"Child that I was, I did not know that the surest test of discipline was its absence."



Clara Barton


"The Angel of the Battlefield" Born:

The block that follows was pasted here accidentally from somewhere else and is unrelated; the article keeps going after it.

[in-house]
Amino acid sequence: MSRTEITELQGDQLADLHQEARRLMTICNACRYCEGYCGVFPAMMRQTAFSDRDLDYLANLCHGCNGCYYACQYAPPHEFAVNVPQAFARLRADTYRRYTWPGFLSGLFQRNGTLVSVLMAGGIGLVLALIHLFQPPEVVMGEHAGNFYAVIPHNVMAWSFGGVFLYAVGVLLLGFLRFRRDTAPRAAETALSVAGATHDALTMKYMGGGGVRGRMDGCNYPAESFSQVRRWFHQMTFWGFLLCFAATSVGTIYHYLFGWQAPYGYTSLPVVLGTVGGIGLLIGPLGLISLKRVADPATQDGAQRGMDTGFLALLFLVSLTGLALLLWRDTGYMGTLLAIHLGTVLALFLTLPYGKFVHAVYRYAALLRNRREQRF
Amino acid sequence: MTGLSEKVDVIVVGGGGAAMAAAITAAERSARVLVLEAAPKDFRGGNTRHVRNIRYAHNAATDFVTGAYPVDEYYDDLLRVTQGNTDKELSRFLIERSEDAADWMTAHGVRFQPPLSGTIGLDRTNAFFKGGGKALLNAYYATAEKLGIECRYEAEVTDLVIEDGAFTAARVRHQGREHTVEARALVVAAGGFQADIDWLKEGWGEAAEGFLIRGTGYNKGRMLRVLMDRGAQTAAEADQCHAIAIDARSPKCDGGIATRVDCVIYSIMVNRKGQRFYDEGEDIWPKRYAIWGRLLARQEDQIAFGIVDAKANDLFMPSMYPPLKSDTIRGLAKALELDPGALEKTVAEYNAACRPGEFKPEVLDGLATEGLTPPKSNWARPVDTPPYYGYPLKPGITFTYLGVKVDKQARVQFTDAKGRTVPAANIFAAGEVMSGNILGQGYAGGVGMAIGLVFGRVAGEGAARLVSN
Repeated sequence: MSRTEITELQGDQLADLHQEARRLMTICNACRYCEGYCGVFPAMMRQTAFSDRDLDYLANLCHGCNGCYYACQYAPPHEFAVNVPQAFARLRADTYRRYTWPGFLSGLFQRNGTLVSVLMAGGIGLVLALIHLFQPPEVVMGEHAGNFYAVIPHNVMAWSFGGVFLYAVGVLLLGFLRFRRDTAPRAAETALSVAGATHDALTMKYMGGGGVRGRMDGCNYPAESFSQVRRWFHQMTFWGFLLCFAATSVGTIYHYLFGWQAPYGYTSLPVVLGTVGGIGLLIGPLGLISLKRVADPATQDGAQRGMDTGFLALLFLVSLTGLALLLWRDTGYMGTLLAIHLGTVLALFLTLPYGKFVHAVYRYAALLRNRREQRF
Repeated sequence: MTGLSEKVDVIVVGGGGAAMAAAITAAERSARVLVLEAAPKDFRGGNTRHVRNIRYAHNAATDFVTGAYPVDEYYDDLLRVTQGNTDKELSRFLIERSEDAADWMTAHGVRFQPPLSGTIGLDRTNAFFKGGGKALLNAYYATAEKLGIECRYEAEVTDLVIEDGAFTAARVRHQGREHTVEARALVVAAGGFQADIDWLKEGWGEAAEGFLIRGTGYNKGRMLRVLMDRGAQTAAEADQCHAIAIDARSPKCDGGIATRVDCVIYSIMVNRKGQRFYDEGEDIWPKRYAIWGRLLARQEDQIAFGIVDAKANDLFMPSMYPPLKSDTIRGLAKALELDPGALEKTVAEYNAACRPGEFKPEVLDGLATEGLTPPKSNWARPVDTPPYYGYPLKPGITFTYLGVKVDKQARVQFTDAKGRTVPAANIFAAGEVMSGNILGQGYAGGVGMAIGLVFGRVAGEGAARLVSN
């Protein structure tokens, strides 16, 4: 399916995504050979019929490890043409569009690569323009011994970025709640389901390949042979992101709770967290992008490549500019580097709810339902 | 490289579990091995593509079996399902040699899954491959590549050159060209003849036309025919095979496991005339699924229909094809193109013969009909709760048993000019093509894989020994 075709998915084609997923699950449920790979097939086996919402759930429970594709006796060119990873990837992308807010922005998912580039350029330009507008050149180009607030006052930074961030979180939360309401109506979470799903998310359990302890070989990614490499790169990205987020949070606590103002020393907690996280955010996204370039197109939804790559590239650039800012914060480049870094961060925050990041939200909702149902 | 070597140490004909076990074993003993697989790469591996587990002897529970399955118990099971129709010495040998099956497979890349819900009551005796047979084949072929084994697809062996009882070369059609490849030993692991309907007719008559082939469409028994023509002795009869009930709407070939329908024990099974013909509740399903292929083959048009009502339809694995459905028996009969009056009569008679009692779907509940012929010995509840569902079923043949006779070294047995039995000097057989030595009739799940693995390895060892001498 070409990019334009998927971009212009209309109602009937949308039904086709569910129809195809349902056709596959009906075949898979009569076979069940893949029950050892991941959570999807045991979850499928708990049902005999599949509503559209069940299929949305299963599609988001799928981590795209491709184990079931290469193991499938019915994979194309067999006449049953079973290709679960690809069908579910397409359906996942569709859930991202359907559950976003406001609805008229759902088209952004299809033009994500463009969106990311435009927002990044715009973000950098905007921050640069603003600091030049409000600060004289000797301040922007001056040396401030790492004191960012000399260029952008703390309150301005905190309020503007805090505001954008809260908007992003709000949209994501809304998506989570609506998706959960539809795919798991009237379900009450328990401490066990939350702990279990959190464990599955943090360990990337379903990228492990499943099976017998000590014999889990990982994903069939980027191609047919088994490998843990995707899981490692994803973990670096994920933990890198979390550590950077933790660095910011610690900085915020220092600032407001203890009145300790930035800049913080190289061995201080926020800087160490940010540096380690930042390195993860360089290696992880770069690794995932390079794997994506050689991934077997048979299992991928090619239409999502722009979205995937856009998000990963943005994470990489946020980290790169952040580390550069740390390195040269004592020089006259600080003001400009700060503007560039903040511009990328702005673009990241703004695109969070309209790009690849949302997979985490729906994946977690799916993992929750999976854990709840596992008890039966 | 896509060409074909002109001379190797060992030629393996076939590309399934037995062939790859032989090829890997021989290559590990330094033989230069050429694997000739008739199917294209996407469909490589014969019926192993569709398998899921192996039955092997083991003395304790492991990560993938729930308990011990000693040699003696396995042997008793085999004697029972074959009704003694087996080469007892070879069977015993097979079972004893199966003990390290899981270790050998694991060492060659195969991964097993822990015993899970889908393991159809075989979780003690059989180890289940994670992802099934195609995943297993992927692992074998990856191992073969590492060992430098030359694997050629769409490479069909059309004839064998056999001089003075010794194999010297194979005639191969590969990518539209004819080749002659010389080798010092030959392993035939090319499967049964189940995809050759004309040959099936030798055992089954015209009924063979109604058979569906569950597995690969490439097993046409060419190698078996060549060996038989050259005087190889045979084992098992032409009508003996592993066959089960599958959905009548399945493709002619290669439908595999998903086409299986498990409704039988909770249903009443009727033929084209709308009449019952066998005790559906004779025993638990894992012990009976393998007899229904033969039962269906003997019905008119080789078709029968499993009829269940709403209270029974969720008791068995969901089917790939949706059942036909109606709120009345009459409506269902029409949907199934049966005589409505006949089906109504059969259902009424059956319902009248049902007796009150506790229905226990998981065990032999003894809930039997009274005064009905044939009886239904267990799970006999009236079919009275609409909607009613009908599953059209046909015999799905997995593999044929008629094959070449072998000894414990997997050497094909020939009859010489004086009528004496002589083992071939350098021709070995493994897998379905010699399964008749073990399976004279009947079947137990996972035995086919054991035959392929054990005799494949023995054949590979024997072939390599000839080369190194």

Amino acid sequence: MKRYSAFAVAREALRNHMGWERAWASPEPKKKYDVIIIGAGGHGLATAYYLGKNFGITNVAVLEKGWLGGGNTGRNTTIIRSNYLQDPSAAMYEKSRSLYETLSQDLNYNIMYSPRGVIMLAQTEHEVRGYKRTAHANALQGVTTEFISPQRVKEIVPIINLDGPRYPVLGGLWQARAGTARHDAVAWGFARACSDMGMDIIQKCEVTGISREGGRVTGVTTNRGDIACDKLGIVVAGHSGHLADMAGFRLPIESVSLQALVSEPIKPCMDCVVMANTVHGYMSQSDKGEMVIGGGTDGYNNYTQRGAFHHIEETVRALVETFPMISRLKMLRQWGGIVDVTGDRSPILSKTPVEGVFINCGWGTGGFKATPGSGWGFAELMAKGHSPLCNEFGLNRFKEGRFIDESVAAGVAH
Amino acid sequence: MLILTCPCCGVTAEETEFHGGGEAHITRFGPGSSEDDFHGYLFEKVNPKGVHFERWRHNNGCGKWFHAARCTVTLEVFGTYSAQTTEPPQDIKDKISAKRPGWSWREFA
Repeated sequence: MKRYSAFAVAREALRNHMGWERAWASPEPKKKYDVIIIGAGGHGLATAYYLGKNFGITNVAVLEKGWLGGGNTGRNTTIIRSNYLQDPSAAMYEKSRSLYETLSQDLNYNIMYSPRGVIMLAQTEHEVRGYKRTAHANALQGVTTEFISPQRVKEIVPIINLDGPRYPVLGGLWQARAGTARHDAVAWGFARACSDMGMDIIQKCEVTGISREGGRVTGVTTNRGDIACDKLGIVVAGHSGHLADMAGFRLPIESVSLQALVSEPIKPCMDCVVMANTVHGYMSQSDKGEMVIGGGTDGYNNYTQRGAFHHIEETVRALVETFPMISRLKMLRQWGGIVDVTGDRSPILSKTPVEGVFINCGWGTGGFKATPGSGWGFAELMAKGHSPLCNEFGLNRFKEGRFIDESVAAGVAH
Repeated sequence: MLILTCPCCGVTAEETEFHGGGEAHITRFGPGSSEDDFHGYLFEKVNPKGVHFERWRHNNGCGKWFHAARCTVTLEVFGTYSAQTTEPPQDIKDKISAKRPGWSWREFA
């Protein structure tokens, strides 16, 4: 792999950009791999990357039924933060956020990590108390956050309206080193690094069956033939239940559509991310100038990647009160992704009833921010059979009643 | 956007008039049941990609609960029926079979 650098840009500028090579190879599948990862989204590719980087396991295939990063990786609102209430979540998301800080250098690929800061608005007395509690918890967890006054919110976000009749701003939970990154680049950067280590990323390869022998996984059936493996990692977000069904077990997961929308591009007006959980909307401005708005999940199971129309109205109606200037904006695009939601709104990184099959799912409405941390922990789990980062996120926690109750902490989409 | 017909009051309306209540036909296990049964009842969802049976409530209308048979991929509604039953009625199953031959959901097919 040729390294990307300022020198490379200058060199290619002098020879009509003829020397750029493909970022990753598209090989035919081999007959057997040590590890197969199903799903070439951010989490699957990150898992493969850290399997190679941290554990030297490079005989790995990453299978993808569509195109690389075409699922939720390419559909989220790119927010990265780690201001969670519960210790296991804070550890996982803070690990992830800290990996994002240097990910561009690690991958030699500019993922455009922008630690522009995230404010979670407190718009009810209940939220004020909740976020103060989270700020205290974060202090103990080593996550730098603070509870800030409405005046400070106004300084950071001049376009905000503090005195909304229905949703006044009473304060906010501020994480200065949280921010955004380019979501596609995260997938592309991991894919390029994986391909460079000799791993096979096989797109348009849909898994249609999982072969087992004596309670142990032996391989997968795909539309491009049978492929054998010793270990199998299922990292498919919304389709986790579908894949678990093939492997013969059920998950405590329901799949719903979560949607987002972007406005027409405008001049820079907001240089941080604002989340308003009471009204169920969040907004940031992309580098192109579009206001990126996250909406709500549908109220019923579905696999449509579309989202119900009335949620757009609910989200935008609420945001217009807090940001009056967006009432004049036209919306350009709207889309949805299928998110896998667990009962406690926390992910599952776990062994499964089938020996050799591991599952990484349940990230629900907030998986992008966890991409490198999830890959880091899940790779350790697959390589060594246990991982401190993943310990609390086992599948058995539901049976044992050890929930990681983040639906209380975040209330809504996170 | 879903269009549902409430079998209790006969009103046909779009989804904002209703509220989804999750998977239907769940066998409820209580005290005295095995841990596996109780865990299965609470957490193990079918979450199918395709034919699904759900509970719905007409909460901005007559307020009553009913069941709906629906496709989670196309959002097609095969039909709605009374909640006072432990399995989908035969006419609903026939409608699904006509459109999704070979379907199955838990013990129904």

At the age of 30 Clara Barton enrolled as a student at the Clinton Liberal Institute in New York State.  Schoolmates Charles and Mary Norton invited her for an extended visit with their family in Hightstown, New Jersey when the term ended.  In Bordentown she started a free public school, previously unknown in New Jersey.  The school was so successful that a new building was constructed and additional teachers hired.  Barton left for Washington, DC after a man was brought in to head the school at a salary of $600, greater by $350 than Barton's.  Barton worked in Washington as the first woman clerk in the Patent Office, for a salary equal to the men's.  After a time men in the office began to harass her.  On top of that she struggled with an overwhelming work load and then fell ill with malaria.  James Buchanan's presidential victory in 1856 put an end to her job.  On April 19, 1861, a week after Fort Sumter was fired upon, the Sixth Massachusetts troops arrived in Washington in disarray, having been attacked by secessionists in Baltimore.  Barton and her sister, Sally Vassall, went to the station to meet the men where Barton took the most seriously wounded to her sister's house and nursed them.  She returned home during her father's last illness, but was back in Washington the following summer, ready to get to the battlefield where she was most needed.  After obtaining a quartermaster's pass and six wagons with teamsters to carry her supplies through the lines she arrived with two helpers a few days after the battle at Culpepper, Virginia to work among the wounded for two days and nights without food or sleep.  Her first experience at the front strengthened her determination to keep on with the work.  Barton arrived with her supplies and skills on battlefields from Bull Run to Antietam and Fredericksburg, considering herself part of the Army of the Potomac.  The Twenty-first Massachusetts made her a daughter of the regiment holding a dress parade in her honor.  She collapsed with typhoid fever after returning to Washington, but rejoined the troops as soon as she felt able.  Barton was not the only woman serving as a volunteer as she later praised the work of Mary Bickerdyke, Mary Livermore, Frances Dana Gage and Dorothea Dix, although she herself preferred to work alone or with a single helper.  Barton felt her place was on the battlefield, not in Washington hospitals or supply depots.